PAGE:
The letters of Paul speak more frequently of the resurrected and exalted Jesus than they do
of the earthly Jesus. Nonetheless, this does not mean that the apostle and his addressees did
not know the teachings and main events of Jesus’ life. Their insistence as to the heavenly
identity of Jesus is as likely to have been motivated by contextual factors which guided the
development of the primitive Christological confessions which Paul received in the years
after his conversion. This article will focus on two of these factors: the configuration of the
Christian communities of the Diaspora as foreign cults in a context of religious plurality and
the new revelatory experiences which triggered the formation of a binitarian faith.
Determining the relationship between Jesus and Paul is one of the fundamental tasks of
those who, like Prof. Andries van Aarde, study the origins of Christianity and the beginnings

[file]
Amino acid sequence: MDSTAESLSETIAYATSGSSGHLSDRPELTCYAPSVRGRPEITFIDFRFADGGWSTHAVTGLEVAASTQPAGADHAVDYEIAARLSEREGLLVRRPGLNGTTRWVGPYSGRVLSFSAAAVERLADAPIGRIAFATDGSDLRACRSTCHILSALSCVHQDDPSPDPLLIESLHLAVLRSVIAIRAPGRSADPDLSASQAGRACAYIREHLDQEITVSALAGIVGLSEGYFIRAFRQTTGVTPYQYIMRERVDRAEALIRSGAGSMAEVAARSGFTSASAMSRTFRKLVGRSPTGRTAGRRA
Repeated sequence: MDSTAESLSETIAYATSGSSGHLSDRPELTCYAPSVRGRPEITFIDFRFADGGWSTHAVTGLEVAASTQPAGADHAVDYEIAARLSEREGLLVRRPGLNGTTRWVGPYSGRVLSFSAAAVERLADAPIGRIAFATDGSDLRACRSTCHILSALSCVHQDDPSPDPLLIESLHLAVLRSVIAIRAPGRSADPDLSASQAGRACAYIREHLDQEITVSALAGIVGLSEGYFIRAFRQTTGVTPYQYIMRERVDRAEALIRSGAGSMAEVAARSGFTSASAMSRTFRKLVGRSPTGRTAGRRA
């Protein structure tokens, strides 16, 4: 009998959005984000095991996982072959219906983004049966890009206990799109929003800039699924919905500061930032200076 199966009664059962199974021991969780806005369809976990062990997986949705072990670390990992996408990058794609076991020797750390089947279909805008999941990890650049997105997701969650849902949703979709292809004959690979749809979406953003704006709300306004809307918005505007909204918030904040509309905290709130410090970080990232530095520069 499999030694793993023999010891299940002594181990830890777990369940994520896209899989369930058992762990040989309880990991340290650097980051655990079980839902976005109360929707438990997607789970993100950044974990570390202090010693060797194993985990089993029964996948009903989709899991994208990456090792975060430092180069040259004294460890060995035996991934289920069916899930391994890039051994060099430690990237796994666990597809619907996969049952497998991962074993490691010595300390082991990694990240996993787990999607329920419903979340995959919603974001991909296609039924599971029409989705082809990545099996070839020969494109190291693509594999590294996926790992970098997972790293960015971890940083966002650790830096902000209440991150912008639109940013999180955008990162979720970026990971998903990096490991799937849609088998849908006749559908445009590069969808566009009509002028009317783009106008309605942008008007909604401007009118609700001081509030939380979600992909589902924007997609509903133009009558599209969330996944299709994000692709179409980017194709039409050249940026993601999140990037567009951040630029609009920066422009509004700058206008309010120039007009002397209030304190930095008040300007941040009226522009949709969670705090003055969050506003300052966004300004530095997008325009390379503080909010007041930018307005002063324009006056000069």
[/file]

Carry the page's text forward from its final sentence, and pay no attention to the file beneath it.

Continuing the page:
of Christian theology. The basic question in this regard, at least as it has been formulated
recently by David Wenham (1995), is whether Paul was a follower of Jesus or the founder of
Christianity (see also Wedderburn  and Barbaglio ). In this brief article, I would
like to consider one aspect of this general topic and to offer a few suggestions that might
contribute to a better understanding of the peculiar vision of Jesus that we find in the letters
of Paul. In them, in fact, the apostle moves from the incarnation to the death and resurrection,
leaving in the shadows the activity and teaching of Jesus to which the gospels subsequently
give so much importance.
This contrast raises some questions concerning the knowledge which Paul had of the Jesus
tradition and the value he accorded to it: What did he know about Jesus? Did he know
the traditions which the evangelists later collected? Why does he not refer to them in his
letters more frequently? By contrast, why does he give so much importance to the death and
resurrection of Jesus and to Jesus’ divine condition?